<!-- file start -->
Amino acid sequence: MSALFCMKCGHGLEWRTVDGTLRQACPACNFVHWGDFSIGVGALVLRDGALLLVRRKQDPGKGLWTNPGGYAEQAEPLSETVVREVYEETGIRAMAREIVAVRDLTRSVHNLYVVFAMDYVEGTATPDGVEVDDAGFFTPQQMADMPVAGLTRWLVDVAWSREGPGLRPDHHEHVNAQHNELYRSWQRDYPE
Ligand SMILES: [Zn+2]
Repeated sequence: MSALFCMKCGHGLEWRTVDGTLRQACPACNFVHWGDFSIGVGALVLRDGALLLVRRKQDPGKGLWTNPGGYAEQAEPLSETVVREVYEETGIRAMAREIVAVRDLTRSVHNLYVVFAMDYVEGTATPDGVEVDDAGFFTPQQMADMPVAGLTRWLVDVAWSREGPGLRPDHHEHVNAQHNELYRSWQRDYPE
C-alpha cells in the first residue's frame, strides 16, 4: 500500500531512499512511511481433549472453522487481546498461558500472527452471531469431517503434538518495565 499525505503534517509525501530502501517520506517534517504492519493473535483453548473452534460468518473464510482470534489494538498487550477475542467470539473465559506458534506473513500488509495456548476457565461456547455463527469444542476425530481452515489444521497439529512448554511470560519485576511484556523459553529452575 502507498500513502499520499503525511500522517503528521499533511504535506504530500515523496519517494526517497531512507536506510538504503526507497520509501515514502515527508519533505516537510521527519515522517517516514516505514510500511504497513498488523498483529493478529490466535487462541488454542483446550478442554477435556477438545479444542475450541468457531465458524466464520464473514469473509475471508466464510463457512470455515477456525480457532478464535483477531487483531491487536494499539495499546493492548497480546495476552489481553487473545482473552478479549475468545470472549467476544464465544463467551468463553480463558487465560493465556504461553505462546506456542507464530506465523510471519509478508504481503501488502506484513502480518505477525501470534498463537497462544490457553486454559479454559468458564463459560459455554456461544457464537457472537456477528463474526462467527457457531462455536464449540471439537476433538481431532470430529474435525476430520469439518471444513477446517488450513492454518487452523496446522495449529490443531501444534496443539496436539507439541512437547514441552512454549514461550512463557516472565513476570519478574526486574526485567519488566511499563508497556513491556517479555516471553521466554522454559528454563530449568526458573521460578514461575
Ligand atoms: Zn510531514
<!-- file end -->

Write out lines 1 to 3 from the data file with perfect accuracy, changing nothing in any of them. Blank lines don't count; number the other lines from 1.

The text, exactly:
Amino acid sequence: MSALFCMKCGHGLEWRTVDGTLRQACPACNFVHWGDFSIGVGALVLRDGALLLVRRKQDPGKGLWTNPGGYAEQAEPLSETVVREVYEETGIRAMAREIVAVRDLTRSVHNLYVVFAMDYVEGTATPDGVEVDDAGFFTPQQMADMPVAGLTRWLVDVAWSREGPGLRPDHHEHVNAQHNELYRSWQRDYPE
Ligand SMILES: [Zn+2]
Repeated sequence: MSALFCMKCGHGLEWRTVDGTLRQACPACNFVHWGDFSIGVGALVLRDGALLLVRRKQDPGKGLWTNPGGYAEQAEPLSETVVREVYEETGIRAMAREIVAVRDLTRSVHNLYVVFAMDYVEGTATPDGVEVDDAGFFTPQQMADMPVAGLTRWLVDVAWSREGPGLRPDHHEHVNAQHNELYRSWQRDYPE